Getting around in Germany is safe and easy with either the train or "car-sharing", which is a sort of pay your way carpool. The train can be expensive, and many times looking online and finding a car share is cheaper.

As for what's going on with me, besides the language course I am searching for employment options for myself here and trying to learn about applying for work and residence permits. I'm still not sure if I want to live here, but I at least want to know how I could make that happen. It's all been a bit discouraging thus far, leaving me frustrated and very confused. Hopefully I have some better news next time.

Saturday, January 9, 2010

An attempt to 'catch up'

So, I guess I have been slacking on the blog posts since arriving in Germany. It's not because there is nothing to tell, but rather because Winter fell upon me as a dark blanket that I can't seem to find my way out of. Maybe it's because my last 'Winter' meant sun in the morning, rain in the afternoon (opposed to sun all day in the 'Summer'). Enough of that, now on to what is going on in Germany...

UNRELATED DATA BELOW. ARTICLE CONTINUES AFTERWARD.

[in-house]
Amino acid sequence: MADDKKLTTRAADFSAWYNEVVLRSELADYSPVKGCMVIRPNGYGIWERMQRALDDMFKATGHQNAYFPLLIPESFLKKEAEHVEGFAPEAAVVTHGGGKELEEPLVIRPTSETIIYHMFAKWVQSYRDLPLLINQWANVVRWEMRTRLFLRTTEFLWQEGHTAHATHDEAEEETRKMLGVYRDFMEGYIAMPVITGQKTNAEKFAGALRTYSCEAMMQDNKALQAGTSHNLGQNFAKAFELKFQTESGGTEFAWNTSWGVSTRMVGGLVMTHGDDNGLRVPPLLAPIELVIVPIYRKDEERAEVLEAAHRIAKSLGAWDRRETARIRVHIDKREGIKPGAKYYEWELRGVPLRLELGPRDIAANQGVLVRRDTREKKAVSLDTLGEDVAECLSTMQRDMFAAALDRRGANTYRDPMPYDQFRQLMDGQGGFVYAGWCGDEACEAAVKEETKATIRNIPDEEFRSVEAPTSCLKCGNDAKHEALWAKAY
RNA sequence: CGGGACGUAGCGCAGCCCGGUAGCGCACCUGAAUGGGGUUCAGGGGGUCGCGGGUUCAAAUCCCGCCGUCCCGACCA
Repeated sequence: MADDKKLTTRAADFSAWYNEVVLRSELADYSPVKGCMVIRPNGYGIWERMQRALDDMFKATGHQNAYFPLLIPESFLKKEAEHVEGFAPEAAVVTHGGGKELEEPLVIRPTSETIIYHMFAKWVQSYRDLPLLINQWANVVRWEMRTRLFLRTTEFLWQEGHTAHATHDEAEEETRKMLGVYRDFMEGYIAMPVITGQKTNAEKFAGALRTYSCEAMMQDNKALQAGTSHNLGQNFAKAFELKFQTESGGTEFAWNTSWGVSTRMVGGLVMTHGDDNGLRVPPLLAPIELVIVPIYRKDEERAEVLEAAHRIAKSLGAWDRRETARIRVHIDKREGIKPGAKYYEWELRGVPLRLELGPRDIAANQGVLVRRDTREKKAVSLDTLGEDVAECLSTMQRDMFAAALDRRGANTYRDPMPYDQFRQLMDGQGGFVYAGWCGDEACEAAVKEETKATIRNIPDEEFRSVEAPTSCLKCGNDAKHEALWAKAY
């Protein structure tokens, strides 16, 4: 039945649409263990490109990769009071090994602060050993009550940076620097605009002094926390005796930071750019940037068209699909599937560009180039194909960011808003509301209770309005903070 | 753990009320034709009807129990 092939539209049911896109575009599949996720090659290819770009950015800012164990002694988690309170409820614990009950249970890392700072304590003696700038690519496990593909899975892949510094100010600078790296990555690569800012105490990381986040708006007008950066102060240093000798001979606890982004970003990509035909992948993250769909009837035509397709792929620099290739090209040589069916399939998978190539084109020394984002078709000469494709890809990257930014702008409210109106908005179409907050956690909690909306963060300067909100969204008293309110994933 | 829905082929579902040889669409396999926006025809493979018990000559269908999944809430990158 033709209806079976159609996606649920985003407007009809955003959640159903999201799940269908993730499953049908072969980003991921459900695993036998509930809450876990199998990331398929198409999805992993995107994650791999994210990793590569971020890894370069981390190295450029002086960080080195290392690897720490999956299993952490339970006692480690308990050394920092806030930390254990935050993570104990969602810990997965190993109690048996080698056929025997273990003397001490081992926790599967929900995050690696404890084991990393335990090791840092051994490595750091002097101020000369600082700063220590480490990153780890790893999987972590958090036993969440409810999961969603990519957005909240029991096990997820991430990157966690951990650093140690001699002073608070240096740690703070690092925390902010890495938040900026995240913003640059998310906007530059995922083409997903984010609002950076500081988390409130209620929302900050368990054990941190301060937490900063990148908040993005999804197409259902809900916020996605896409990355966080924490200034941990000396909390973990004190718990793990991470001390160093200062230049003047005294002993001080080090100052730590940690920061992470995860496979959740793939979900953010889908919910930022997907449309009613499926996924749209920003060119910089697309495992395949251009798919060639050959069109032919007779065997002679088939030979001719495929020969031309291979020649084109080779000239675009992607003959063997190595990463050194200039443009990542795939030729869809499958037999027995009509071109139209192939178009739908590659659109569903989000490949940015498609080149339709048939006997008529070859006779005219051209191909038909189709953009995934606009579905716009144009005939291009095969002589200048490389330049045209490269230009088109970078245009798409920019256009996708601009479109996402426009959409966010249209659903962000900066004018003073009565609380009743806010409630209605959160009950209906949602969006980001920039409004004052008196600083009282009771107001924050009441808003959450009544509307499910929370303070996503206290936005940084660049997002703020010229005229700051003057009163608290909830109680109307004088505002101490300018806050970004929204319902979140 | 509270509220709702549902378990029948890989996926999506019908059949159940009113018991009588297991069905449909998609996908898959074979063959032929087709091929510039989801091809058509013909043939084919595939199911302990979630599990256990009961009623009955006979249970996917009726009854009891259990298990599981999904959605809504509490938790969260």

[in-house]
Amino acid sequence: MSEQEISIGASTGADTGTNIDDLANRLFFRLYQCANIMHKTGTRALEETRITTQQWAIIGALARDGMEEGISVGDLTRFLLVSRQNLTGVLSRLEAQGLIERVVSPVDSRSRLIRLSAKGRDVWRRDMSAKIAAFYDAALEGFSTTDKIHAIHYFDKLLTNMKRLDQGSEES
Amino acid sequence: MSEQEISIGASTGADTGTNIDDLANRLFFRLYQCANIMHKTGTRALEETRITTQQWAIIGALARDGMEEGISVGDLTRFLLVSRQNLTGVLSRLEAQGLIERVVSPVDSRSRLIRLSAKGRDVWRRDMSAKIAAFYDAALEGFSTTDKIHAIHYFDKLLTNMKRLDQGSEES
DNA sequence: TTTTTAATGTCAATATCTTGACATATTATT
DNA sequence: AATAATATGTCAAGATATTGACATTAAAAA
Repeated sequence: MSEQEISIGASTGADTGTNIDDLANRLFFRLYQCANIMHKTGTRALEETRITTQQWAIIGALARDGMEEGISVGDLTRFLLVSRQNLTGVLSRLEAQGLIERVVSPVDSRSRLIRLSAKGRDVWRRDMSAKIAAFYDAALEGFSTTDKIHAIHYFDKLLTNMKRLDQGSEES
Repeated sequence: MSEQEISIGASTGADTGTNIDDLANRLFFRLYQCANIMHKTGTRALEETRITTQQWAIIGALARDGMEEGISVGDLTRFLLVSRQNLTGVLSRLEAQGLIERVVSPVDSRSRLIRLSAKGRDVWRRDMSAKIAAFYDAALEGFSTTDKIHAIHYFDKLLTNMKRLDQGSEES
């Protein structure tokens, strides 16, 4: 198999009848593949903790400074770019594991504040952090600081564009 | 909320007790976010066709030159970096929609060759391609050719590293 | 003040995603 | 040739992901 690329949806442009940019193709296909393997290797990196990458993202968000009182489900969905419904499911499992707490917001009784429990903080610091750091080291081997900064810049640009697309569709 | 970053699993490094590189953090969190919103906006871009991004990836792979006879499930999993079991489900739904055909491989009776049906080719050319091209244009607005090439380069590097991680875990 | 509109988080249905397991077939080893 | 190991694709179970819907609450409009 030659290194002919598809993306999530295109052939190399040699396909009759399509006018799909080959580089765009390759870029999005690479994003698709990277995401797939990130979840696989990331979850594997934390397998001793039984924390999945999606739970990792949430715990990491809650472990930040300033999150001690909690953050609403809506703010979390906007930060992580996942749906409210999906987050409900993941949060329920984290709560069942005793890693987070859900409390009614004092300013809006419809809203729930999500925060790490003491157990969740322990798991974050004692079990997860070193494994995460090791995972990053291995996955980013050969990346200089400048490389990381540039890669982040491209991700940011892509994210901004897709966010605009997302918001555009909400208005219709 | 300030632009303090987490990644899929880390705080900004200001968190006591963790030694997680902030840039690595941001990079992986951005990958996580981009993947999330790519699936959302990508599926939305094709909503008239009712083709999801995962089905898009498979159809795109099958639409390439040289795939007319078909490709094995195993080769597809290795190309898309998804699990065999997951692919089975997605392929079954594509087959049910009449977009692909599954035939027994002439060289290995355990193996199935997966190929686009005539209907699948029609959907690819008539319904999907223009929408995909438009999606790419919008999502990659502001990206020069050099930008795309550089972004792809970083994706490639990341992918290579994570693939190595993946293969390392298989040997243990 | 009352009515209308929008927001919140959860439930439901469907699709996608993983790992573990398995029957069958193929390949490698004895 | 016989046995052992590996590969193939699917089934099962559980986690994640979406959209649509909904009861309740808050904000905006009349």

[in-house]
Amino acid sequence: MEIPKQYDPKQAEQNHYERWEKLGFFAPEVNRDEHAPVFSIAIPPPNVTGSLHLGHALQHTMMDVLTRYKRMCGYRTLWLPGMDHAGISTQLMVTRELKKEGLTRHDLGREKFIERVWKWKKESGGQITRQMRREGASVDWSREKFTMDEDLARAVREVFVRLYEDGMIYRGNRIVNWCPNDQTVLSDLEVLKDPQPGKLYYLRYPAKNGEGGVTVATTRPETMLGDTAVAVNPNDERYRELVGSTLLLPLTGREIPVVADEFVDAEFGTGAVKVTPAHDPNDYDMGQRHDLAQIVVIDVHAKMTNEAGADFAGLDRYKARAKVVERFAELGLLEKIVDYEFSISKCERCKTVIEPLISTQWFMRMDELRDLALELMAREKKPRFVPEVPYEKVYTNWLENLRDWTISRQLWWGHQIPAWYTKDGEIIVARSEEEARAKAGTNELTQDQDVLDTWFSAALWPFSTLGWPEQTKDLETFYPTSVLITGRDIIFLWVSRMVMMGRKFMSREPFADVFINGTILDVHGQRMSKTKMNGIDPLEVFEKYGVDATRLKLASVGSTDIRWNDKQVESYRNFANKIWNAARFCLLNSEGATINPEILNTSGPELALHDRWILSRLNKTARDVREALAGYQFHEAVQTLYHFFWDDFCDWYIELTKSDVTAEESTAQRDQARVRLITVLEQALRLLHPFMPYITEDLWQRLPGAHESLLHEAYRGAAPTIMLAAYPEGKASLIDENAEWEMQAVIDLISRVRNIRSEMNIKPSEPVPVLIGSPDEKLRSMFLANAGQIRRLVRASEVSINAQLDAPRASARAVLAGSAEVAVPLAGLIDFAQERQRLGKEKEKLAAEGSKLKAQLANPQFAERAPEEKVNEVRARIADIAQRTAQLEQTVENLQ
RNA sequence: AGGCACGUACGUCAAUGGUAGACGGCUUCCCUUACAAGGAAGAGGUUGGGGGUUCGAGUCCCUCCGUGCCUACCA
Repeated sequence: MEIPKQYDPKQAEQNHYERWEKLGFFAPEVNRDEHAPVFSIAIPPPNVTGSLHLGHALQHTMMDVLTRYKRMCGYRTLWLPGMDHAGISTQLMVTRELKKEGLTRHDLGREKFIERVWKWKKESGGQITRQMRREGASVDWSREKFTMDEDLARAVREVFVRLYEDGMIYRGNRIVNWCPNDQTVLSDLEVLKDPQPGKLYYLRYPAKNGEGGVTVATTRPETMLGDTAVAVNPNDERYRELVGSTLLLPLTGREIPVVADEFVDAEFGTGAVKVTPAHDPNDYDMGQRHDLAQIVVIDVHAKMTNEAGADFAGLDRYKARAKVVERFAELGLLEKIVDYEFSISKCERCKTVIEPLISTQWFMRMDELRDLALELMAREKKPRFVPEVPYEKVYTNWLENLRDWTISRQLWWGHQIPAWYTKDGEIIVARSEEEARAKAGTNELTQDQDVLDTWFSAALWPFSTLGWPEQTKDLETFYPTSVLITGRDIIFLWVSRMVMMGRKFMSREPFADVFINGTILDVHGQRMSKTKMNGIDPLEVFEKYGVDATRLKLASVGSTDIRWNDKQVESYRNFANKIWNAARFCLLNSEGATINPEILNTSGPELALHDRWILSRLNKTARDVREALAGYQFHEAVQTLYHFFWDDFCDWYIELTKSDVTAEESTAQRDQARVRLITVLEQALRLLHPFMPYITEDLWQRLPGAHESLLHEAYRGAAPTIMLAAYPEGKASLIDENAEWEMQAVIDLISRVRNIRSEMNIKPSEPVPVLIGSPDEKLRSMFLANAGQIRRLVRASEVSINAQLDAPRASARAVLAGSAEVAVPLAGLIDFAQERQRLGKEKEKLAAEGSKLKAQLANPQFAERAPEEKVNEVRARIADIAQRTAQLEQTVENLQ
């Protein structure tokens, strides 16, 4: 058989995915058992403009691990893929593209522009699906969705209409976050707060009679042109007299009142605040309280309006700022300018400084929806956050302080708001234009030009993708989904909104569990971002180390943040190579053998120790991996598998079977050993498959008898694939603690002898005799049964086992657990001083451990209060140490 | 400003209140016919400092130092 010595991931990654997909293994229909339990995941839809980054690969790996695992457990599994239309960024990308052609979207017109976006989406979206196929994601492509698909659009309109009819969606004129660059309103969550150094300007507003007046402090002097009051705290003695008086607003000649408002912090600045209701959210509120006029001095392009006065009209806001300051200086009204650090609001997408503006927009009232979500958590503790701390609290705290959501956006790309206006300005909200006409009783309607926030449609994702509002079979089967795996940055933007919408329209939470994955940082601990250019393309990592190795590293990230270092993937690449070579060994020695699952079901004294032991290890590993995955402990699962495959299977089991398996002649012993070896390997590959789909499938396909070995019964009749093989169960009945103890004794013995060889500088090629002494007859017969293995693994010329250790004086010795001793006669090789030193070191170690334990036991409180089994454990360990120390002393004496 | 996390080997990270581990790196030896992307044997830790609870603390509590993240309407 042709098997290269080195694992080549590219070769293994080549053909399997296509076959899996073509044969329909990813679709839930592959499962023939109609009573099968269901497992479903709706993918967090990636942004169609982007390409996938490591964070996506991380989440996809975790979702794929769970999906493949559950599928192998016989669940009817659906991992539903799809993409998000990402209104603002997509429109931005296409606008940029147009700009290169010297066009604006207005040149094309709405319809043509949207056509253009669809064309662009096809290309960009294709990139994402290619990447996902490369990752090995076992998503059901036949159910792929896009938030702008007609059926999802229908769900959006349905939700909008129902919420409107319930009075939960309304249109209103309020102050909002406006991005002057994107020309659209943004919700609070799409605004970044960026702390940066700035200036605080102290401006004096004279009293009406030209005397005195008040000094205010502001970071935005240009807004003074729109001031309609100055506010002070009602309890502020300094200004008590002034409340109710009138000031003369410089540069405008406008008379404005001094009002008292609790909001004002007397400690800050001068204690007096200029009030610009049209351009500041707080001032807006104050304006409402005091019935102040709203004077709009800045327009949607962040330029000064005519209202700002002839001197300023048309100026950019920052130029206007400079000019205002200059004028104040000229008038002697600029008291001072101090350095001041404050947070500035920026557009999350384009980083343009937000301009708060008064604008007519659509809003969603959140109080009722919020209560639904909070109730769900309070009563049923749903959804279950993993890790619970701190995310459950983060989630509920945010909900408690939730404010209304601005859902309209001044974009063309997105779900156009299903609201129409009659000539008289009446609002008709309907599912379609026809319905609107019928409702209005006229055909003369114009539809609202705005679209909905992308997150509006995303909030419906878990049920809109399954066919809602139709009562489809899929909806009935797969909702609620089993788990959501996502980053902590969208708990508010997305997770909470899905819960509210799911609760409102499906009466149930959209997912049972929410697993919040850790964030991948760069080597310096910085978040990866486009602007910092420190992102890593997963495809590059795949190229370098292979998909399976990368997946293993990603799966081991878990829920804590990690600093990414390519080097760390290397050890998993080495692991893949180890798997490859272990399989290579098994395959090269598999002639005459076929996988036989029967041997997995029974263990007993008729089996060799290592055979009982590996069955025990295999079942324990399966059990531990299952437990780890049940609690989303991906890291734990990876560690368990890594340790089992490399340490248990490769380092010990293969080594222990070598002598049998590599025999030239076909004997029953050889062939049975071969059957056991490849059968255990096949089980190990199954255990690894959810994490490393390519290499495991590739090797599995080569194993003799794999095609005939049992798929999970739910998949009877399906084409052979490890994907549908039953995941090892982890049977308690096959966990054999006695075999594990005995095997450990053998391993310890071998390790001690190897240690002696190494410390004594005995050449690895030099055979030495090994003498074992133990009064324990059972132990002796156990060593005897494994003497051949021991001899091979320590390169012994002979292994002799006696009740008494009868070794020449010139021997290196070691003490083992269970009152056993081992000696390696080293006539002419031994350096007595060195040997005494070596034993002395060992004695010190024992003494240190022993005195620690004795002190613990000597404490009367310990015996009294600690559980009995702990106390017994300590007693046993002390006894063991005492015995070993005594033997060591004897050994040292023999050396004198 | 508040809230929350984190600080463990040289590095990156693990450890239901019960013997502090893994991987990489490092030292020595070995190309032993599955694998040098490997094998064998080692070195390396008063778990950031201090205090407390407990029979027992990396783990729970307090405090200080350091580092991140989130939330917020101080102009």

I'm not sure where exactly I should begin, but my first few weeks here were fairly uneventful. It took me longer than expected to adjust to the time change, in other words I was sleeping more than usual for my standards. I spent a lot of time with Thomas and when he was busy with school, I was finding my way around the city, reading, or talking with the couple Thomas lives with. Oh and how could I forget, eventually I started to search for a German course, but it was too late to start before the holidays.

The weekend before Christmas, we went to Munich to visit some friends. I should add that the main purpose of this visit was to make a short movie that Thomas's group of friends has wanted to do for some time. I was excited to meet the friends I had heard so much about and to see someplace new, but I quickly realized that it was too cold to enjoy seeing or doing anything.